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Re: MOO into C writes:
> >The only downside is that optimized code wouldn't decompile back into MOO 
> >source code.
> It never is decompiled. The verb source is stored seperately from the
> byte-compiled version, in text form. Try disassembling some byte-compiled
> code one day and try decompiling it... it's just not possible (easily).

This isn't true; the server throws away the source code after compilation and
regenerates it from the bytecodes by decompilation every time it's needed.  The
decompilation process isn't precisely simple, but it certainly isn't
impossible; take a look at decompile.c.  The compiler does a number of things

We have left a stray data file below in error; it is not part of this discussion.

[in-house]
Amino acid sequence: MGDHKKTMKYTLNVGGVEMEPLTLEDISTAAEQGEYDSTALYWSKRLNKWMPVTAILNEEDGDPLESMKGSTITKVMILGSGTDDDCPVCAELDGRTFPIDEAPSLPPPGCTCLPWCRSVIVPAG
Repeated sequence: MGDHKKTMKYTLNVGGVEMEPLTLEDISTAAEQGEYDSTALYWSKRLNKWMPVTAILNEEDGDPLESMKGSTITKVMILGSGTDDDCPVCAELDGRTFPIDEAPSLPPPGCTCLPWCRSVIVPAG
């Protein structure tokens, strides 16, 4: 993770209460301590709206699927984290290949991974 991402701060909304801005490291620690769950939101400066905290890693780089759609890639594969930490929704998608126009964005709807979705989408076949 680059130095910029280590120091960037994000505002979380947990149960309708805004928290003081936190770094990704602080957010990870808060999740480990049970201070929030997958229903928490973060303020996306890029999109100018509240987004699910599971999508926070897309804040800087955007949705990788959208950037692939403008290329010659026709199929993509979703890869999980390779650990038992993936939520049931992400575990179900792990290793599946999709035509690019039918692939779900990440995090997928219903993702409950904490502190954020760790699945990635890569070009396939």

to make it straightforward, like using different opcodes for the same operation
depending on which syntactic construct is involved (e.g., the "test" opcodes
for IF vs. ELSE-IF vs. WHILE vs. "x ? y | z") and using special opcodes to
distinguish semantically equivalent operations that are written in multiple
ways (e.g., "PUSH 0; RETURN" vs. "RETURN0" vs. "DONE" for "return 0;"
vs. "return;" vs. falling off the end of the verb).  One of the more
interesting parts of the upgrade to 1.8.0 was rewriting the decompiler from
scratch; it was kind of fun to finally find the right deep structure for the
problem that makes the solution easily understood.


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